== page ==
Description Usage Arguments Details Value Author(s) References See Also Examples
Fit of univariate continuous distribution by maximizing goodnessoffit (or minimizing distance) for non censored data.
1 2 3 
data 
A numeric vector for non censored data. 
distr 
A character string 
gof 
A character string coding for the name of the goodnessoffit distance used :

start 
A named list giving the initial values of parameters of the named distribution
or a function of data computing initial values and returning a named list.
This argument may be omitted (default) for some distributions for which reasonable
starting values are computed (see the 'details' section of 
fix.arg 
An optional named list giving the values of fixed parameters of the named distribution or a function of data computing (fixed) parameter values and returning a named list. Parameters with fixed value are thus NOT estimated. 
optim.method 

lower 
Left bounds on the parameters for the 
upper 
Right bounds on the parameters for the 
custom.optim 
a function carrying the optimization. 
silent 
A logical to remove or show warnings when bootstraping. 
gradient 
A function to return the gradient of the gof distance for the 
checkstartfix 
A logical to test starting and fixed values. Do not change it. 
... 
further arguments passed to the 
The mgedist
function numerically maximizes goodnessoffit,
or minimizes a goodnessoffit distance coded by the argument
gof
. One may use one of the classical distances defined in Stephens (1986),
the Cramervon Mises distance ("CvM"
), the
KolmogorovSmirnov distance ("KS"
) or the AndersonDarling distance ("AD"
)
which gives more weight to the tails of the distribution,
or one of the variants of this last distance proposed by Luceno (2006). The righttail AD ("ADR"
)
gives more weight only to the right tail, the lefttail AD ("ADL"
)
gives more weight only to the left tail. Either of the tails, or both of them, can receive even larger
weights by using second order AndersonDarling Statistics (using "AD2R"
, "AD2L"
or "AD2"
).
The optimization process is the same as mledist
, see the 'details' section
of that function.
This function is not intended to be called directly but is internally called in
fitdist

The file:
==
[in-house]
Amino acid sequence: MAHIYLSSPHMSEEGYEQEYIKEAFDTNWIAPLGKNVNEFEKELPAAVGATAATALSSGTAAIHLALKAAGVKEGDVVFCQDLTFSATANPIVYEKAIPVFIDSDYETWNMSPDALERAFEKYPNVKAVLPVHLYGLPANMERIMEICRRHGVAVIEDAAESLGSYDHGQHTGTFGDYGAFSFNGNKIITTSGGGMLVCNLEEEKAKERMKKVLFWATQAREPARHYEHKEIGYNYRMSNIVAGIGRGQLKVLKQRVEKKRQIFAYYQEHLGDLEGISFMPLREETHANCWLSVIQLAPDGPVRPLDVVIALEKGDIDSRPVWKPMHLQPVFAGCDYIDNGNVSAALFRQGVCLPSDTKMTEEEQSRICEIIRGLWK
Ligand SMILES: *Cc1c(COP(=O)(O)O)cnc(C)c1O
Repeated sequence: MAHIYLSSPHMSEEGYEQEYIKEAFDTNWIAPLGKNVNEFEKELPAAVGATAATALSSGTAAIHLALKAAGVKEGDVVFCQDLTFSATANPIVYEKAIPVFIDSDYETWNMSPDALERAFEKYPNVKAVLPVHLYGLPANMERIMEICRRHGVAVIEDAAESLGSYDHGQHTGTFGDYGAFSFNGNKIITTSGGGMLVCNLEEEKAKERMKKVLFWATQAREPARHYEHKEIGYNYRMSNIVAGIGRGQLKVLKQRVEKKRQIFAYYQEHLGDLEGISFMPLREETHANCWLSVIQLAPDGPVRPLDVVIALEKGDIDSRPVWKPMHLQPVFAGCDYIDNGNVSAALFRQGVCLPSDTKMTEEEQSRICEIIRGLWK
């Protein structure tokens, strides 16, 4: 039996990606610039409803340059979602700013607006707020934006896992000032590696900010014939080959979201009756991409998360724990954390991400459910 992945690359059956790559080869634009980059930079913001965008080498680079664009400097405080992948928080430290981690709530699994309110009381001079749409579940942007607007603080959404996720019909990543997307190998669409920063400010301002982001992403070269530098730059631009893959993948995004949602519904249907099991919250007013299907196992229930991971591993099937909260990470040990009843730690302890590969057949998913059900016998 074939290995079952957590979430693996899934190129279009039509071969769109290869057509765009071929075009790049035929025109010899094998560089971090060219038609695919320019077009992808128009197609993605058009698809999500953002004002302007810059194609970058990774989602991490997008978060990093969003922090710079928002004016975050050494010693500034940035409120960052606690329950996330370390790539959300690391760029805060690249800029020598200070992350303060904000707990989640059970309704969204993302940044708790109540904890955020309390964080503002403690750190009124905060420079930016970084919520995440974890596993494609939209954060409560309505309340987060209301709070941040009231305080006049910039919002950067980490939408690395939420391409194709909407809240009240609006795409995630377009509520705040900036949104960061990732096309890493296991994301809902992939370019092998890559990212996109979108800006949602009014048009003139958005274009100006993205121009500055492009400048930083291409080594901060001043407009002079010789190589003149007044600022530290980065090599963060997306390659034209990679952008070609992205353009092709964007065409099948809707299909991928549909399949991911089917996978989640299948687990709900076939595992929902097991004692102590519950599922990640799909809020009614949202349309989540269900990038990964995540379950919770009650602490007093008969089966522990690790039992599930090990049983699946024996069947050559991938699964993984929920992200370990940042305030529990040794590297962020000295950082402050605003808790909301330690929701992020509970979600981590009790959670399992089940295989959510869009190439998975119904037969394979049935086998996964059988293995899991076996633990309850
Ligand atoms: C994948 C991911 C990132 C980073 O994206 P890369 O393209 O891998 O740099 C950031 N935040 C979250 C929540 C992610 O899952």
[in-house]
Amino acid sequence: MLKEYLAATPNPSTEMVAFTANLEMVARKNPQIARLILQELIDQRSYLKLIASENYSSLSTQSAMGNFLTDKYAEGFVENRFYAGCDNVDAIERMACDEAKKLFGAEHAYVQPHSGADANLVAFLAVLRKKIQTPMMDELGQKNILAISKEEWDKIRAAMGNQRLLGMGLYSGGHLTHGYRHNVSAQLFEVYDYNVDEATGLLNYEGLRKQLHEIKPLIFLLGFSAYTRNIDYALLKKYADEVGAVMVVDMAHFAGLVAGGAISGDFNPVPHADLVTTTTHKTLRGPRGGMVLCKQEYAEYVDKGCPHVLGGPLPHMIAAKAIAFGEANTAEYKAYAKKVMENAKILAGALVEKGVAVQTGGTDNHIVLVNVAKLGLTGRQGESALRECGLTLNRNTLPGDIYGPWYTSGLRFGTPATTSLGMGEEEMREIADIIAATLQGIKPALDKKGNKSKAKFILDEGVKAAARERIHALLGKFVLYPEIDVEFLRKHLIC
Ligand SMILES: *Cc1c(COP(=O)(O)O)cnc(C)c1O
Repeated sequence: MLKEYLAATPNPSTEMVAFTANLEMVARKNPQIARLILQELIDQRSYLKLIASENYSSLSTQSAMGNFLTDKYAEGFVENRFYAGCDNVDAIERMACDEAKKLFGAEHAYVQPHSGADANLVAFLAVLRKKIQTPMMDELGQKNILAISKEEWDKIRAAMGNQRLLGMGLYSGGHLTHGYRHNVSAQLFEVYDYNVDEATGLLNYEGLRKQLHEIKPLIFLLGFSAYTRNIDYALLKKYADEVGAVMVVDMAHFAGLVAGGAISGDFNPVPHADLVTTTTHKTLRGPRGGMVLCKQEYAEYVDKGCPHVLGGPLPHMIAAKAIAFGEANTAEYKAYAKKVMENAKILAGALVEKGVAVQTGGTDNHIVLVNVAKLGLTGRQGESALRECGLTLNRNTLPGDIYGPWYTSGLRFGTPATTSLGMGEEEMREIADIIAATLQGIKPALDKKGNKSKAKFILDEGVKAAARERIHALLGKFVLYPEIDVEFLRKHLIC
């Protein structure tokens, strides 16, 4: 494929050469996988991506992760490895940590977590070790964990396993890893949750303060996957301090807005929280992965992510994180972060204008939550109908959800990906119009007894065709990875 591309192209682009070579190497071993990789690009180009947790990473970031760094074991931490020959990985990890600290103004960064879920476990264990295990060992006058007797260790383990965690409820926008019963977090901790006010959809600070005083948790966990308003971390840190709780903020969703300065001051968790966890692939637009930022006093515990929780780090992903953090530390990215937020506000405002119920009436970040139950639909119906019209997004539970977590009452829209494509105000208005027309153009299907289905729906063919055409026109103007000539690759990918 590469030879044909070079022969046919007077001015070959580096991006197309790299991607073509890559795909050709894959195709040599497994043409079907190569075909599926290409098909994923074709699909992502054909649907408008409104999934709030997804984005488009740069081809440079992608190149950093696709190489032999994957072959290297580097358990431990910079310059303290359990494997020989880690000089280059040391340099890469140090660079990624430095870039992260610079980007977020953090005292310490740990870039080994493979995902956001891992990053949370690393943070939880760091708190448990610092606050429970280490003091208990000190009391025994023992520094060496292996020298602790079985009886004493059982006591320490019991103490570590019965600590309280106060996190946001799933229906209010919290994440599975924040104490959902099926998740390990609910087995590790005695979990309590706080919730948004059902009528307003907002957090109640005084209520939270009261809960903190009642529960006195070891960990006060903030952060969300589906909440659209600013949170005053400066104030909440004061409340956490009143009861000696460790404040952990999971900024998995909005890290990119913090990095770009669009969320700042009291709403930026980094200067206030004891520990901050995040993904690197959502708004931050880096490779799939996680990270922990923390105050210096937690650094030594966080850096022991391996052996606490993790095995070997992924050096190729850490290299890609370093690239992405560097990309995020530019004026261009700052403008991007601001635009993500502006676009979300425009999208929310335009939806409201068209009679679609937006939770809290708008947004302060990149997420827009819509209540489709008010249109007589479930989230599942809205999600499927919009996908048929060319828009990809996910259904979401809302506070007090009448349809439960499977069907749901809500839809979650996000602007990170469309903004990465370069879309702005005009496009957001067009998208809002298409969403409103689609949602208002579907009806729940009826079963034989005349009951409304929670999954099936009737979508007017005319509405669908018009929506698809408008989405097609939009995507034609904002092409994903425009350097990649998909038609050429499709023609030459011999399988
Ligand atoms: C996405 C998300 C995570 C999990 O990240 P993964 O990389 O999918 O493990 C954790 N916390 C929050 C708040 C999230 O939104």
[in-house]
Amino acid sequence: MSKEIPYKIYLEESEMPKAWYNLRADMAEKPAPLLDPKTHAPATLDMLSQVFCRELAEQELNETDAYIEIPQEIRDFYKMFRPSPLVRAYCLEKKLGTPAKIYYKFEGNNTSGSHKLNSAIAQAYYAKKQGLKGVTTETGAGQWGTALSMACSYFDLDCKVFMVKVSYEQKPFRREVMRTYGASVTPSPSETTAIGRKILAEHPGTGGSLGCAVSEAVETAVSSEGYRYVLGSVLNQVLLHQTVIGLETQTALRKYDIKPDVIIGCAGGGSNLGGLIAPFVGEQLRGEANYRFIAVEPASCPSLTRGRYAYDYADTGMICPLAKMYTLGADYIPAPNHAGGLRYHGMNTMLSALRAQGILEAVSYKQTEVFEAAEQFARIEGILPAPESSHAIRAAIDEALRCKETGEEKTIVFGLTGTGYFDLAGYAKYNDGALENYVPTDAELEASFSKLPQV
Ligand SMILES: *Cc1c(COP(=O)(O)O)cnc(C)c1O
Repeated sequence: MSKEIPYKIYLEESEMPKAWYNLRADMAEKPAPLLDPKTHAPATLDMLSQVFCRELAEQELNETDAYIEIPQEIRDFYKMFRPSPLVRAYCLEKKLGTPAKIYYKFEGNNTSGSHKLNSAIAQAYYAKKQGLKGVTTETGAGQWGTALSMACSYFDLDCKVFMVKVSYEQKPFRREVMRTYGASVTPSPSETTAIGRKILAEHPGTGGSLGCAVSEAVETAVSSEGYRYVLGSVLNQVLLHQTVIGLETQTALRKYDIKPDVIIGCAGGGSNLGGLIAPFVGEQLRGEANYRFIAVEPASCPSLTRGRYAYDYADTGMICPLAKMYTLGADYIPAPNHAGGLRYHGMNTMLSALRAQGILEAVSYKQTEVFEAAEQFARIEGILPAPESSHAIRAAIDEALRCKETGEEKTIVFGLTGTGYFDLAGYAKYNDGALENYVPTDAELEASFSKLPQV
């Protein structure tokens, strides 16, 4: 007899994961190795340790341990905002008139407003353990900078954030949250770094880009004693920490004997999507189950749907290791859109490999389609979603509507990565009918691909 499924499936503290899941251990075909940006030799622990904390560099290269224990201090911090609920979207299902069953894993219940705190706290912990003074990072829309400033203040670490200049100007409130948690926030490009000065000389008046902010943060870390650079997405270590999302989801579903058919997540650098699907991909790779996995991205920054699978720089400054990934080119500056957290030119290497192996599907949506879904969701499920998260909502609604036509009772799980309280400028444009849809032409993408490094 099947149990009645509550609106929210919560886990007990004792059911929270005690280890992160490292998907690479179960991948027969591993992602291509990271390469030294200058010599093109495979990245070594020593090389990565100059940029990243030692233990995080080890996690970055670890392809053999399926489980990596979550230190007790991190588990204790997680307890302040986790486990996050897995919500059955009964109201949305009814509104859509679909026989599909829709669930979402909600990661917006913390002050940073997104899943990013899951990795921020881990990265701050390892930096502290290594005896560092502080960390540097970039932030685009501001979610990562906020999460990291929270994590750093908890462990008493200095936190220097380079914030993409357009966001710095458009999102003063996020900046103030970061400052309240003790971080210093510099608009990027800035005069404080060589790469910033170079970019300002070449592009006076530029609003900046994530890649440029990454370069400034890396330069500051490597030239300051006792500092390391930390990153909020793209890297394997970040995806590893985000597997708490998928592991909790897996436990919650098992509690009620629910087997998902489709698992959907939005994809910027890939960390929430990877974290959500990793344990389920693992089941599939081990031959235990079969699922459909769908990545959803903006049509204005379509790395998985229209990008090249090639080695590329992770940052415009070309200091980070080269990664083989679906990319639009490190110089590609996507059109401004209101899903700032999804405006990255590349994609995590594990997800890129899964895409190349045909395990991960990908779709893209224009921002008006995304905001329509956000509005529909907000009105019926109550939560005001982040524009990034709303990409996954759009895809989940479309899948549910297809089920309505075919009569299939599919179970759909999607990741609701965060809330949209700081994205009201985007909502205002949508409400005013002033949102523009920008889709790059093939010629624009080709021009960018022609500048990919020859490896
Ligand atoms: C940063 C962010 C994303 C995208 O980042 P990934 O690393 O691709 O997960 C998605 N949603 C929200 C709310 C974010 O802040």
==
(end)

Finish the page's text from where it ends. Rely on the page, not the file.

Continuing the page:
and bootdist
.
This function is intended to be used only with continuous distributions and weighted maximum goodnessoffit estimation is not allowed.
NB: if your data values are particularly small or large, a scaling may be needed before the optimization process. See example (4).
mgedist
returns a list with following components,
estimate 
the parameter estimates. 
convergence 
an integer code for the convergence of 
value 
the minimal value reached for the criterion to minimize. 
hessian 
a symmetric matrix computed by 
optim.function 
the name of the optimization function used for maximum likelihood. 
optim.method 
when 
fix.arg 
the named list giving the values of parameters of the named distribution
that must kept fixed rather than estimated by maximum likelihood or 
fix.arg.fun 
the function used to set the value of 
weights 
the vector of weigths used in the estimation process or 
counts 
A twoelement integer vector giving the number of calls
to the loglikelihood function and its gradient respectively.
This excludes those calls needed to compute the Hessian, if requested,
and any calls to loglikelihood function to compute a finitedifference
approximation to the gradient. 
optim.message 
A character string giving any additional information
returned by the optimizer, or 
loglik 
the loglikelihood value. 
gof 
the code of the goodnessoffit distance maximized. 
MarieLaure DelignetteMuller and Christophe Dutang.
Luceno A (2006), Fitting the generalized Pareto distribution to data using maximum goodnessoffit estimators. Computational Statistics and Data Analysis, 51, 904917.
Stephens MA (1986), Tests based on edf statistics. In Goodnessoffit techniques (D'Agostino RB and Stephens MA, eds), Marcel Dekker, New York, pp. 97194.
DelignetteMuller ML and Dutang C (2015), fitdistrplus: An R Package for Fitting Distributions. Journal of Statistical Software, 64(4), 134.
mmedist
, mledist
, qmedist
,
fitdist
for other estimation methods.
1 2 3 4 5 6 7 8 9 10 11 12 13 14 15 16 17 18 19 20 21 22 23 24 25 26 27 28 29 30 31 32 33 34 35 36 37 38 39 40 41 42 43 44 45 46 47  # (1) Fit of a Weibull distribution to serving size data by maximum
# goodnessoffit estimation using all the distances available
#
data(groundbeef)
serving < groundbeef$serving
mgedist(serving, "weibull", gof="CvM")
mgedist(serving, "weibull", gof="KS")
mgedist(serving, "weibull", gof="AD")
mgedist(serving, "weibull", gof="ADR")
mgedist(serving, "weibull", gof="ADL")
mgedist(serving, "weibull", gof="AD2R")
mgedist(serving, "weibull", gof="AD2L")
mgedist(serving, "weibull", gof="AD2")
# (2) Fit of a uniform distribution using Cramervon Mises or
# KolmogorovSmirnov distance
#
set.seed(1234)
u < runif(100,min=5,max=10)
mgedist(u,"unif",gof="CvM")
mgedist(u,"unif",gof="KS")
# (3) Fit of a triangular distribution using Cramervon Mises or
# KolmogorovSmirnov distance
#
## Not run:
require(mc2d)
set.seed(1234)
t < rtriang(100,min=5,mode=6,max=10)
mgedist(t,"triang",start = list(min=4, mode=6,max=9),gof="CvM")
mgedist(t,"triang",start = list(min=4, mode=6,max=9),gof="KS")
## End(Not run)
# (4) scaling problem
# the simulated dataset (below) has particularly small values, hence without scaling (10^0),
# the optimization raises an error. The for loop shows how scaling by 10^i
# for i=1,...,6 makes the fitting procedure work correctly.
set.seed(1234)
x2 < rnorm(100, 1e4, 2e4)
for(i in 6:0)
cat(i, try(mgedist(x*10^i,"cauchy")$estimate, silent=TRUE), "\n")

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